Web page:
What It Was Like To Be Sick In 1884

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Perhaps most annoying to physicians was the competition provided by druggists. Pharmacists in cities and small towns often served as primary-care physicians. (In rural areas, on the other hand, doctors often served as pharmacists, buying drugs in wholesale lots and selling them at retail.) Aside from simply recommending patent medicine, druggists might well use prescriptions written by local physicians for the same patient in a previous illness or those issued to another patient suffering from what seemed to be the same ailment. As an indignant doctor put it, this amounted to “surreptitiously appropriating the doctor’s brain and recipe to guillotine the doctor’s income.” No statutes regulated the use of prescriptions, and most laymen felt that, once paid for, a prescription was their property. Logically enough they had the prescription filled whenever “it” struck again. Similarly, no laws controlled access to drugs; no distinction was made between prescription and over-the-counter remedies. Only their pocketbooks limited laymen’s drug purchases. Patients could and did dose themselves with anything from opium to extremely toxic mercury, arsenic, and antimony compounds. It is no accident that some physicians were beginning to discern a growing narcotic-addiction problem and urged control over the sale of drugs. Their critics dismissed such demands as self-serving attempts to monopolize the practice of medicine.

Just as there were no rigid controls over the sale of drugs, so there were almost no legal constraints over medical education and access to medical practice—and it was also a period without health insurance and with an enormous number of working people and small farmers too poor to employ a private physician. America in 18S4. then, was a highly competitive medical marketplace—one in which the number of paying patients was small in comparison with the total number of men (and a few women) calling themselves physicians and seeking to earn a living through practice. A handful of prominent urban consultants might earn as much as ten thousand dollars a year: but this relatively small group monopolized practice among the wealthy. Their far more numerous professional brethren had to scuffle day and night to make a modest living from the fees paid by artisans, small shopkeepers, and farmers. Codes of ethics adopted by medical societies at the time (though enforced only sporadically) were in good measure aimed at avoiding the most brutal aspects of competition: speaking behind another practitioners back, for example, or selling and endorsing secret remedies, or guaranteeing cures. A more subtle tactic involved planting newspaper stories detailing a spectacularly successful operation or unexpected cure.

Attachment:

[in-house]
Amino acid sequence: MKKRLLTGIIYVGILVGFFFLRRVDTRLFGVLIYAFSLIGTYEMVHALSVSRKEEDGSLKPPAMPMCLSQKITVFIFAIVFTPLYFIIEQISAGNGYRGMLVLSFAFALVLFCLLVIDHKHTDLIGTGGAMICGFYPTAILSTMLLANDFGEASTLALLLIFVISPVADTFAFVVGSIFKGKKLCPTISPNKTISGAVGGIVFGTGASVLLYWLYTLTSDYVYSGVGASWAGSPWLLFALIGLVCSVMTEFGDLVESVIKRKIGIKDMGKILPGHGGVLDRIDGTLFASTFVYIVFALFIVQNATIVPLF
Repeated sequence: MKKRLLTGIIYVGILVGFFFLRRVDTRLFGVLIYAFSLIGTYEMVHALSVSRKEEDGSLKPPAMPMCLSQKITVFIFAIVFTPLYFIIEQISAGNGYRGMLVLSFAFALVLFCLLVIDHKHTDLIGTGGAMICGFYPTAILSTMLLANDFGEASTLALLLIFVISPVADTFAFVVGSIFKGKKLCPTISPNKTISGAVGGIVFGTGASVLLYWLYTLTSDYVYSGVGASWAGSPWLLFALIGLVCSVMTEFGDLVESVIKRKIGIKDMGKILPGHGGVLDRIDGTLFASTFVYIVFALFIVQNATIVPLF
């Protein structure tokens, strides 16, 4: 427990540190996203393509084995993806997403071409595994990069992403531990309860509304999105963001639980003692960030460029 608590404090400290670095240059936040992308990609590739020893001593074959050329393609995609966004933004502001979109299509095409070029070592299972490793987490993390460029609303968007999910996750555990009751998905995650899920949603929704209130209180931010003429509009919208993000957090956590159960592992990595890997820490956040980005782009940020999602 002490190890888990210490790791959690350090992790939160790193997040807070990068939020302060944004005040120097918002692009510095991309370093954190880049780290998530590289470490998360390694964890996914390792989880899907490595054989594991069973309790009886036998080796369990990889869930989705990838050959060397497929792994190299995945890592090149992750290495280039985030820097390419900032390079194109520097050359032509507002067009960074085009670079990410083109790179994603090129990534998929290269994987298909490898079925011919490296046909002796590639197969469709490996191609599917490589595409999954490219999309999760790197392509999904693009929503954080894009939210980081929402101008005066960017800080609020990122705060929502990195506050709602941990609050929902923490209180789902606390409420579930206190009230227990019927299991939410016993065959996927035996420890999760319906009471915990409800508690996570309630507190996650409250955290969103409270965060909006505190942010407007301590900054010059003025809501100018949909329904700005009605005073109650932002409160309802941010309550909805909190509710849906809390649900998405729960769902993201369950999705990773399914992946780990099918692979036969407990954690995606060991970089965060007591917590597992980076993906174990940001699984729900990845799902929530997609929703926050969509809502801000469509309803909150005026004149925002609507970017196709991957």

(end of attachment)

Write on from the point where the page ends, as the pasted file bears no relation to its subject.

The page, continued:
It was not until the end of the 1880s that the first effective state licensing laws were enforced. Before that almost anyone could hang out a shingle and offer to treat others. From the perspective of the 1980s, even the besteducated physicians had invested comparatively little time or money in their education, while many successful practitioners had trained as apprentices with local doctors and had never graduated from a medical school or seen the inside of a hospital ward. Even graduates of the most demanding medical schools had followed curriculums based on formal lectures with little or no bedside or laboratory training to supplement textbooks and lectures. In 1884 reformers had just succeeded in extending the length of medical school training at the best institutions to three years of classes. But each years session lasted only six months and still failed to include much in the way of clinical training. Furthermore, not even the leading medical schools demanded more than a grammar school education and prompt payment of fees as an admission requirement. A minority in the profession had always found ways to supplement their limited formal education by hiring tutors, traveling to Europe for clinical training, and competing for scarce hospital staff positions. But even such efforts and the financial resources they implied did not guarantee economic success once in practice: patients often chose doctors on the basis of their personalities, not their skills.

Just as there were no rigid controls over the sale of drugs, so there were almost no legal constraints over medical education and access to medical practice—and it was a period without health insurance.

Medicine was a family affair. A successful practice was, by definition, what contemporaries termed a family practice. The physician treated not individuals but households: husband and wife, children and servants, and—in rural areas—farm animals as well. Minor surgery, childbirth, the scrapes, scars, and infectious diseases of childhood, as well as the chronic ills of invalid aunts or uncles and failing grandparents—all were the family doctor’s responsibility. To call in a consultant was, in some measure at least, to confess inadequacy. Of course, in rural areas, and in most small towns, the option of consulting a specialist did not exist, while calling in another local practitioner was to risk the chance that the new doctor might “steal” the first practitioner’s family. A few oblique words could undermine the confidence that a physician had spent years cultivating.